We bridge the food gap

About supply and demand

Various social developments and trends have a major impact on the entire food chain. These driving forces influence both food consumption as well as food supply. In the near future we are heading for an imminent food gap: a situation where food supply and demand are in an imbalance. Microalgae promise to play a crucial role in bridging this food gap.

Availability of food

The global population continues to grow. Demand for food will rise significantly as a result. And the consumption of animal products is increasing due to rising prosperity. Total demand for plant-based food and feed is expected to exceed the bounds of feasibility within the near future.

In addition, the growing scarcity of fresh water and minerals threatens the global production of primary products. Available farmland and agricultural yields are under threat due to accelerating climate effects, leading to unstable global production volumes. As a consequence, governments and businesses spurred by political and economic concerns are attempting to secure available resources, which inevitably increases the pressure on the availability of food. The solution? New, sustainable, efficient methods of food production.

Changing dietary patterns

Food choices and eating habits have changed dramatically in recent decades, due in part to rising prosperity and changes in supply. As a result of globalisation and economies of scale, the vast majority of products on offer are now (usually unintentionally) processed and impoverished resulting in a rise of health risks.

These health risks are exacerbated by overconsumption, for example of high-calorie products. The effects on people’s health have become visible: think of the global surge in chronic diet-related diseases such as obesity and type 2 diabetes. Globalisation has caused shifts in the food supply worldwide, and economies of scale have prompted changes in the composition of products. Today’s foods contain fewer fatty acids, antioxidants and minerals. Mass culture has impoverished the nutrient profile. The solution: a change of diet, incorporating a wide range of macro- and micronutrients.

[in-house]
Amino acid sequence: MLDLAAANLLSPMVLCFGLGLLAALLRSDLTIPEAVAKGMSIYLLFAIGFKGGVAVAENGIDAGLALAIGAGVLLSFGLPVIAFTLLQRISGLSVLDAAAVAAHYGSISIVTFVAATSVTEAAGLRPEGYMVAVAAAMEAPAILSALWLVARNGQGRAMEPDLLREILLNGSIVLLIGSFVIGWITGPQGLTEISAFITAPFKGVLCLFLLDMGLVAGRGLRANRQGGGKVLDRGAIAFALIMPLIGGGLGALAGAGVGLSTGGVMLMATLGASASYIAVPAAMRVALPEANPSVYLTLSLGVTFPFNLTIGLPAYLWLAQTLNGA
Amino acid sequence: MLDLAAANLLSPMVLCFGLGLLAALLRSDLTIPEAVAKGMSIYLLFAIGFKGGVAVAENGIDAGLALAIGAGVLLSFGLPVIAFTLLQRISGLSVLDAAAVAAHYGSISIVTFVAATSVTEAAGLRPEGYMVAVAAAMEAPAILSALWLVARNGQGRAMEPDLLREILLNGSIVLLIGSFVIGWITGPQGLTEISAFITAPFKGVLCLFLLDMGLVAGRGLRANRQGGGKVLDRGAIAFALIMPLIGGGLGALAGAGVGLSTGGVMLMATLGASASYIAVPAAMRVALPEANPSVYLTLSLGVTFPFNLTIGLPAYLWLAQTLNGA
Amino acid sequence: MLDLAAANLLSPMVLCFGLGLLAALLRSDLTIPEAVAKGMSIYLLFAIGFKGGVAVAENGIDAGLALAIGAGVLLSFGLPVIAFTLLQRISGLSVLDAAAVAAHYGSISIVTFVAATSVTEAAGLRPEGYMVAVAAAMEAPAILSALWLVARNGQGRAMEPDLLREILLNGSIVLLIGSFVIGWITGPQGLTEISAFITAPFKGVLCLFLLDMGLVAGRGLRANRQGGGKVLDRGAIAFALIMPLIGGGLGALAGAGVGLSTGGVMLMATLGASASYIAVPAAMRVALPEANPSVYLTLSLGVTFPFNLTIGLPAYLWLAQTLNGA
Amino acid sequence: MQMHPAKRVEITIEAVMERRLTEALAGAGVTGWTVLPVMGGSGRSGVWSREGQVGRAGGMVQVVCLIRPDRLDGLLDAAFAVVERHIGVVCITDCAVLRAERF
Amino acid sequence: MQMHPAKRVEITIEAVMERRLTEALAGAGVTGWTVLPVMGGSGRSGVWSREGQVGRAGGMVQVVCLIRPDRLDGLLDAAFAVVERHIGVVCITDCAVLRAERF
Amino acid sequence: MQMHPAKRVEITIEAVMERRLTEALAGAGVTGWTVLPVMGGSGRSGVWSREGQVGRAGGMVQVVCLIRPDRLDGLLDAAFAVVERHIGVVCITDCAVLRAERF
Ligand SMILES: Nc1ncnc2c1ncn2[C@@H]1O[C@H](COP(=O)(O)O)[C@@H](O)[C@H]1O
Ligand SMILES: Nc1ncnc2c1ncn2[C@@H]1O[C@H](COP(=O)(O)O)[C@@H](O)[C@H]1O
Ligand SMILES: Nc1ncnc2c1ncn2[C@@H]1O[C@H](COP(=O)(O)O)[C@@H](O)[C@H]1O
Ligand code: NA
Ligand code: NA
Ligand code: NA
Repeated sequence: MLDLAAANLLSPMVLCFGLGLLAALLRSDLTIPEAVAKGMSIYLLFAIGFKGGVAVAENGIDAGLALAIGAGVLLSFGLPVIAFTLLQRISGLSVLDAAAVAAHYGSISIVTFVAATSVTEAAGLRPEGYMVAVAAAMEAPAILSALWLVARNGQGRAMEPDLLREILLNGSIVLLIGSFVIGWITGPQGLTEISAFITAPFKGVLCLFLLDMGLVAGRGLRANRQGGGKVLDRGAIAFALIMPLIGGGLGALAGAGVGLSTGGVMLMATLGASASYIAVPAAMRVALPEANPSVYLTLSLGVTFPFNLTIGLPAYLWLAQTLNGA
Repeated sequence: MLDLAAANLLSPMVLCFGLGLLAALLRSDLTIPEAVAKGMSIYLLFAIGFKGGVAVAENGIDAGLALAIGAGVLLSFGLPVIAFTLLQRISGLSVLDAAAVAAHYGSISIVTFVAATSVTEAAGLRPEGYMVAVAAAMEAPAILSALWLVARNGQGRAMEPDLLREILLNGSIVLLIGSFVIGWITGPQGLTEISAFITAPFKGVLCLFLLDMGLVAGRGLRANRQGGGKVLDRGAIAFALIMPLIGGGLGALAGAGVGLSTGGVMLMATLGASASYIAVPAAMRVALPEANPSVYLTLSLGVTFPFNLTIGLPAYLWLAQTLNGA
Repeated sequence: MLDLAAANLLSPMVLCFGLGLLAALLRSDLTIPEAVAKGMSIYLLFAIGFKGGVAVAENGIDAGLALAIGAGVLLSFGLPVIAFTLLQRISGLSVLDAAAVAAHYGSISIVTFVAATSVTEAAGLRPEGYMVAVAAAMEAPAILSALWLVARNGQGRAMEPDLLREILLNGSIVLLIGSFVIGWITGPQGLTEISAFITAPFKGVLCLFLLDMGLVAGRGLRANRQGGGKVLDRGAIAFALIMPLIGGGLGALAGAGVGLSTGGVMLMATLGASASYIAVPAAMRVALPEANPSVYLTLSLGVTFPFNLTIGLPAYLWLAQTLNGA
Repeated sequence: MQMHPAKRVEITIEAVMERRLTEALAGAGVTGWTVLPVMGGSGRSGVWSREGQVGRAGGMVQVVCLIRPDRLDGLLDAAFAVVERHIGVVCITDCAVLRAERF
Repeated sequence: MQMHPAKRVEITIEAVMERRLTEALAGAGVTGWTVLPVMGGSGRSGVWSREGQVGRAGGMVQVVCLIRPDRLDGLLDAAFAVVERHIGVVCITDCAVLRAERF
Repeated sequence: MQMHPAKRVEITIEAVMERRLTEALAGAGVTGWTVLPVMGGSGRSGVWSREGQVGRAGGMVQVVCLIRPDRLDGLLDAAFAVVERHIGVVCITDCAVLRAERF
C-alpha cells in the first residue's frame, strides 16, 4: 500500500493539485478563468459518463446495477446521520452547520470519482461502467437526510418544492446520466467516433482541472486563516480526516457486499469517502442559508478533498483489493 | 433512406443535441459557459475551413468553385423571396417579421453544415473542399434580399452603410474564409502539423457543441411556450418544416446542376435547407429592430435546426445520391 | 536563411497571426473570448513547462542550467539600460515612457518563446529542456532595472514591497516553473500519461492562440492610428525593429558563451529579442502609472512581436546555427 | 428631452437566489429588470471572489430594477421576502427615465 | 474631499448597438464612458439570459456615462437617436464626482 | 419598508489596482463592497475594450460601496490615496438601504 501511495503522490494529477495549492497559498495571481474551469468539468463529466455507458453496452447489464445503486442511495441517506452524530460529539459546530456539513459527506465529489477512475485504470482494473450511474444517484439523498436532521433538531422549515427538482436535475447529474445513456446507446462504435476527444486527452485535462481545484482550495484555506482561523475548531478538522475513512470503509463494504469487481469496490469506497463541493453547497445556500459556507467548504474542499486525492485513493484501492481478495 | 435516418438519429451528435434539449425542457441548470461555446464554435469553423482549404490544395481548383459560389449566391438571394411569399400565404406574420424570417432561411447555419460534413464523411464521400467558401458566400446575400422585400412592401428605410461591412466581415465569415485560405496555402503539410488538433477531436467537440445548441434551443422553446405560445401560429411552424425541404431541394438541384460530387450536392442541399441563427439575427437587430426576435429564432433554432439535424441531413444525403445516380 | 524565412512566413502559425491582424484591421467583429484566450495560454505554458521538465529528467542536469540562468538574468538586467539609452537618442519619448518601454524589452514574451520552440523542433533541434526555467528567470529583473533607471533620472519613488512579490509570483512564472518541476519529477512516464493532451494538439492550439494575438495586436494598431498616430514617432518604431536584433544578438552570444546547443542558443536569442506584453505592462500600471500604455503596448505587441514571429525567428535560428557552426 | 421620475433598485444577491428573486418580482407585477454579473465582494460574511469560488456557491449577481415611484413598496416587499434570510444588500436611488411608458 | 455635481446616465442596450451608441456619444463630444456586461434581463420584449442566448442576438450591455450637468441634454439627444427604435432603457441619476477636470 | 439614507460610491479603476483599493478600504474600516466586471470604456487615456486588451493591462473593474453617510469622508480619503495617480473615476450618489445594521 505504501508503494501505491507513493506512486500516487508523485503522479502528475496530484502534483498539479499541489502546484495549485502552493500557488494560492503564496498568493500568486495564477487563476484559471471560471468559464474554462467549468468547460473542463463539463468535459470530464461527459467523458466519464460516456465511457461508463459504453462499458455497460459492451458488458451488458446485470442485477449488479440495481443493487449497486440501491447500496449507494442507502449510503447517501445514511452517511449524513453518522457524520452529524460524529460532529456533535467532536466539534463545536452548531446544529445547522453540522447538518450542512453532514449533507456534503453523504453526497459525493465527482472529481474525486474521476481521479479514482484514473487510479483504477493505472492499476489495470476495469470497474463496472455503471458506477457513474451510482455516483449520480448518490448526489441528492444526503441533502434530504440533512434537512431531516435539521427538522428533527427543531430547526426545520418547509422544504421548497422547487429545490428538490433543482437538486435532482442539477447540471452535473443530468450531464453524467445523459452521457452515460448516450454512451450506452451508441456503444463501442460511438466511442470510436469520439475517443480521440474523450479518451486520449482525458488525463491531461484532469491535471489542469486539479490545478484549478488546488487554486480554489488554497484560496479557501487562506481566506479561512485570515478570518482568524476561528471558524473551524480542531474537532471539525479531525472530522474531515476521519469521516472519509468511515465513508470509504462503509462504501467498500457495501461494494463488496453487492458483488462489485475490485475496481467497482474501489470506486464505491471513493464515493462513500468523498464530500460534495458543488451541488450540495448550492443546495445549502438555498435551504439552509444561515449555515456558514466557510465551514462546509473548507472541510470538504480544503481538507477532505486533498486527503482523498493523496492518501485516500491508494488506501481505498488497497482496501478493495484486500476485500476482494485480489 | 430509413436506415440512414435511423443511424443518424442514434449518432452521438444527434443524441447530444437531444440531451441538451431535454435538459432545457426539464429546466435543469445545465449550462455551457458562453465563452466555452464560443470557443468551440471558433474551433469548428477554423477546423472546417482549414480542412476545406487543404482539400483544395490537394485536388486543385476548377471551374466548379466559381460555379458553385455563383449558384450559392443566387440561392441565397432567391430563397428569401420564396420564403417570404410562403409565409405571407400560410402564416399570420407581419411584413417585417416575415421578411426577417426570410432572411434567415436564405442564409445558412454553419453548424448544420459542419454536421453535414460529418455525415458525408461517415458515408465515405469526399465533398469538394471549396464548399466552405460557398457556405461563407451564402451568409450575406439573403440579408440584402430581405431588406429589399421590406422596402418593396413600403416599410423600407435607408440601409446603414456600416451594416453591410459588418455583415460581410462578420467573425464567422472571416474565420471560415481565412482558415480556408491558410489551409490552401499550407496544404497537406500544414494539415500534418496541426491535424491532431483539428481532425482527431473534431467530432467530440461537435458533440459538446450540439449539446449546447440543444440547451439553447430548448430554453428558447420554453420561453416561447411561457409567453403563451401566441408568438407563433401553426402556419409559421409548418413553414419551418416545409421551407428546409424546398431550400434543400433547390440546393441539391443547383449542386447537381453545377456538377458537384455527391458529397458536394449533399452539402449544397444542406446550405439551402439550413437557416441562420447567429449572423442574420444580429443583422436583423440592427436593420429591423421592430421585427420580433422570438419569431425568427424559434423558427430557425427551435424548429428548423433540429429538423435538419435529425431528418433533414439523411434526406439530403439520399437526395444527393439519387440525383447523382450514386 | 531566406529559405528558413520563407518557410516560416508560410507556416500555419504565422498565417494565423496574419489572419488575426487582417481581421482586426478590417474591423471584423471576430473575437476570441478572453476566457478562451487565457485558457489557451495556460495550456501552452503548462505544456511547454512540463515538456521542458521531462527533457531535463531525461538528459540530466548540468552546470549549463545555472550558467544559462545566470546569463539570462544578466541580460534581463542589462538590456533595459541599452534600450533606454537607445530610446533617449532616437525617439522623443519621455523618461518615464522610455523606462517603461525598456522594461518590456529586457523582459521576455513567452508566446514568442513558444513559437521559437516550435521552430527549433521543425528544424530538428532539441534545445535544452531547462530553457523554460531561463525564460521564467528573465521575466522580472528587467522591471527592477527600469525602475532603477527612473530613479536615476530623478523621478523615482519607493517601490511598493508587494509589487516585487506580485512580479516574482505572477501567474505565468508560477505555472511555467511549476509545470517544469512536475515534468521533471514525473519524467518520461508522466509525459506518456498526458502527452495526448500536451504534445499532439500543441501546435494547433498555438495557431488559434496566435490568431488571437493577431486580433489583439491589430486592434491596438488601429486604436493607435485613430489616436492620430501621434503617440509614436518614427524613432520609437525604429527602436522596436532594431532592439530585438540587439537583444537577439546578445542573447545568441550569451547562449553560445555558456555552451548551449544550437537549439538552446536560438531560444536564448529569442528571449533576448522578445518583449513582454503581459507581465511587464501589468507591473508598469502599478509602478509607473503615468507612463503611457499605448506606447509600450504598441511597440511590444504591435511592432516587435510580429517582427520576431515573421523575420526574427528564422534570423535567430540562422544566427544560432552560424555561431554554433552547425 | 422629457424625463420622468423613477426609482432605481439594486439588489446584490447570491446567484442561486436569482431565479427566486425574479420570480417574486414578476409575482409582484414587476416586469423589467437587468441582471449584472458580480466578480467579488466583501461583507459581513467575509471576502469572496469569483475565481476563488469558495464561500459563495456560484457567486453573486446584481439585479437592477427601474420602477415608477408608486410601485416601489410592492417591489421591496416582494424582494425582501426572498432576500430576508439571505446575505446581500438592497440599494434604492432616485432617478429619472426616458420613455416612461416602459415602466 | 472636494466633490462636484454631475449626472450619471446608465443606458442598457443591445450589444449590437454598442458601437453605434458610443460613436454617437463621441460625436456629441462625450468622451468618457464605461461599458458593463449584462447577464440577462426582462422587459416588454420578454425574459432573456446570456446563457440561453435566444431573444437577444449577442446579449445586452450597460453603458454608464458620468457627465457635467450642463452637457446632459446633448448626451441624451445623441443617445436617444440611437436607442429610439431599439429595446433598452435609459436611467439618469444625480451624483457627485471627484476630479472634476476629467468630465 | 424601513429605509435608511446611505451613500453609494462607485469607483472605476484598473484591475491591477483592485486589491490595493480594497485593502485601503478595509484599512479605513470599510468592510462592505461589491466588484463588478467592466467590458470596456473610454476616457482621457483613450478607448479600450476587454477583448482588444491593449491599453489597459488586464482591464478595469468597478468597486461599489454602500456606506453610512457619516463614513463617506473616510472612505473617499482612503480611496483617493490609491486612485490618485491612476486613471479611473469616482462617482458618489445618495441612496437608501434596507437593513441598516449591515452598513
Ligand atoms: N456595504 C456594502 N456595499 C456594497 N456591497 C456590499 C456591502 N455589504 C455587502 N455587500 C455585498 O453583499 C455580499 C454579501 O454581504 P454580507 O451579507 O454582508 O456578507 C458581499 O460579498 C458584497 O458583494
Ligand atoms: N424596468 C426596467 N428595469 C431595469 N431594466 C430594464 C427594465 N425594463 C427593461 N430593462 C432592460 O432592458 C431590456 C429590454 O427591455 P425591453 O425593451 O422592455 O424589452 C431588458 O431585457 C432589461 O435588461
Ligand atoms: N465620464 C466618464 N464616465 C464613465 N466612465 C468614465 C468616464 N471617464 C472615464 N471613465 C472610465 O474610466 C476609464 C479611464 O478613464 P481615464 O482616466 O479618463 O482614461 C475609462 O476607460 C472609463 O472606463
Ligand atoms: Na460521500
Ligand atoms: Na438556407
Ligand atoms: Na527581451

Supplying microalgae

Coming from a biomedical and biotechnological background, Erwin Houtzager, the initiator behind Phycom, first turned his attention to the consequences of food shortages and changing dietary patterns in 2008. He then launched an initiative to strengthen both the availability and quality of food for animal and men – with the introduction of microalgae as a serious food source.

Microalgae grow very rapidly and contain a wide range of essential nutrients, including both macro- and micronutrients. Provided they are cultivated using the right technology, algae are among the most sustainable and nutritious food crops. The cultivation of microalgae requires very little water and land. There is little to no loss of minerals and the energy requirements are minimal. Unlike most crops, algae can be wholly consumed, so there is virtually no food loss. In a nutshell, microalgae promise to bridge the food gap.

More about Phycom

Erwin Houtzager, Founder of Phycom

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